Light rail may be the answer to Surrey’s transit woes

By Matt Law
[media editor]

Existing Rail lines in Surrey and the Fraser Valley may provide a cost effective solution to improving transportation throughout the entire region. (Matt Law/The Runner)

Transportation is a hot button issue in British Columbia, and for Canada’s fastest growing city, the debate is picking up speed.

Results from the 2011 national census show that Surrey’s population grew at a rate three times the national average, which means there are a lot of commuters hitting the streets.

Increased vehicle traffic, full busses and poor transit service are making many residents south of the Fraser River wonder if there is a better option.

The answer, says Peter Holt, a member of the Valley Transportation Advisory Committee (VALTAC), may lie in a system more than 100 years old and already in place.

Holt, who previously served as head of the Surrey Board of Trade and chaired the Lower Mainland Chambers’ Transportation Panel, believes that existing rail lines should be utilized to improve transportation in the entire south of Fraser region.

Holt and VALTAC have focused their advocacy efforts on connecting communities, from Surrey to Abbotsford and as far as Hope, through the redevelopment of a Light Rail Transit (LRT) system.

“For us it’s about connecting south of the Fraser communities as opposed to just increasing the volume flows on the hub and spoke that flows into Vancouver,” said Holt.

By creating a sustainable transportation network, said Holt, these communities will be able to enhance their economic development, combat urban sprawl and create more pleasant surroundings at transit nodes.

The original Interurban Rail system was built in 1910 and ran streetcars from downtown Vancouver right into the suburbs. Passenger services continued on sections of the rail line until the 1950s. As cars became more affordable, commuters opted for the convenience of their own vehicle rather than taking a train.

In 2012, this trend continues. According to the latest census data, of the 468,251 residents in Surrey 156,610 regularly commute by car while only 20,040 use public transit.

“If we continue to grow at the rate we’ve been growing, the residents are going to get very, very frustrated,” said Holt.

There are other options to an LRT system but Holt believes that developing the existing rail lines would be both cost effective and reduce congestion on the roads.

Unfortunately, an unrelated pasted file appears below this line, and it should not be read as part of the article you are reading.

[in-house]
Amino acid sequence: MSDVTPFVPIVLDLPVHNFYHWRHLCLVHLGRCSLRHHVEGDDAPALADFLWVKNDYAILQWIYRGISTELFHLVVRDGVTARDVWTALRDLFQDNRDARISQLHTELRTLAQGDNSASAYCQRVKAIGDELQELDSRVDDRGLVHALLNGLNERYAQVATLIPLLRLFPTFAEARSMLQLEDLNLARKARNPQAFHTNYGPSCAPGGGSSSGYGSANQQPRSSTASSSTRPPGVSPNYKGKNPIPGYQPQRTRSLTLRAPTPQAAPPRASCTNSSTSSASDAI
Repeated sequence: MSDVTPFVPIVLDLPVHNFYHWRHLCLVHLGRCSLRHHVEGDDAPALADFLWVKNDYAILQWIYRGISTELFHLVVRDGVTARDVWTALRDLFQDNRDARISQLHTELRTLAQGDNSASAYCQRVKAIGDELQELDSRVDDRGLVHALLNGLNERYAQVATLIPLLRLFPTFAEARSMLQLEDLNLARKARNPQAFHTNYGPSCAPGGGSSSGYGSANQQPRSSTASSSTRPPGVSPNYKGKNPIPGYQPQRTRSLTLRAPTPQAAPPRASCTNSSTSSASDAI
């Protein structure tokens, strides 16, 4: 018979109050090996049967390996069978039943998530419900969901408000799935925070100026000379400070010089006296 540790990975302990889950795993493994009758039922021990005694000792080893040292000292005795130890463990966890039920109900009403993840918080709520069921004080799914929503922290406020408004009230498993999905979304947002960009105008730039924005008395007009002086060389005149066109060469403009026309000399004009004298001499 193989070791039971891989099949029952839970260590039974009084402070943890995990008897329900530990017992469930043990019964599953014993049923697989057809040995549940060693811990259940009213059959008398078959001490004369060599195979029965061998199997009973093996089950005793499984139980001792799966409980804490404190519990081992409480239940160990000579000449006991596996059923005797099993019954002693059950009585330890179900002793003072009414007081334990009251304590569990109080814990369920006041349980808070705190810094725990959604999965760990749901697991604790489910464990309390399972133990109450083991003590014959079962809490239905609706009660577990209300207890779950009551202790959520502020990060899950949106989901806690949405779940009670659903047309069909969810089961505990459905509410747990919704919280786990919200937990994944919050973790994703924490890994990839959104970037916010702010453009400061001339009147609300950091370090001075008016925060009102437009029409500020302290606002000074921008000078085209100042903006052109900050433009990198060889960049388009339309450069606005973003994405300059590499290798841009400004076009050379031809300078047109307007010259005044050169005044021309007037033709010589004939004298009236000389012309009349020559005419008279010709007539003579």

“Rapid rail is very expensive,” he said. “Skytrain is $120,000 per metre. Every five metres of rapid rail capital cost would be a bus. So, every kilometre is 200 busses.”

But adding more busses to the streets would not necessarily help the problem of congestion either.

“More busses on the road will actually choke back the flow that that road is capable of taking. And if you are going to grow the population like you did in Surrey in five years by 73,000 people, something has got to give,” said Holt.

VALTAC’s vision is to develop a rail line that commuters would be able to board near the Scott Road SkyTrain station. The route would pass through Nordel Crossing, Surrey’s industrial sector and on to Newton Centre. It would then continue through the Sullivan area to Cloverdale where it would pass the Kwantlen Polytechnic University campus before heading to Trinity Western University and further out the valley.

According to Holt, this would require only six kilometres of new rail line and would cost close to 25 per cent less than a rapid transit system such as SkyTrain.

“VALTAC’s position was although it wasn’t perfect in its route, it actually joined a lot of the communities together,” he said.

Despite the potential positives of bringing an LRT passenger rail line to the valley, the task has met many political road blocks in the past.
In 2007, when Holt sat on Surrey’s committee to discuss light rail with TransLink, the idea was given a flat tire.

“TransLink patently refused even to discuss the rail line,” said Holt.

While Holt admits he is not sure why TransLink was unwilling to discuss the idea of light rail, he does believe it is part of a larger political problem.

“Our mobility south of the Fraser, over 25 years, has been compromised by executive decisions out of the premier’s office, and this is NDP or BC Liberals, it doesn’t matter,” he said.

Holt states that because of a lack of political power by mayors south of the Fraser, the region’s transportation infrastructure has fallen terribly behind – but this may be changing.

Mayors from Surrey, White Rock Abbotsford, the Langleys and Delta met for the first time on April 5 as the South of Fraser Mayors’ Committee to discuss ways of continuing to improve the region. Light rail was one of the items on the table.

“That was the point of getting together and having some of those discussion because everyone supports at-grade rail which is very important south of the Fraser,” said Mayor Dianne Watts who supports the use of existing rail beds but admits some of the routes may not be viable.

This meeting was promising for Holt, who believes that collective action is the only way to improve transit in the region.

“If we can get the mayors to all act together and demand, and I mean demand, that this is what we want, then I think there is a potential that this could start to happen within 10 years,” he said.

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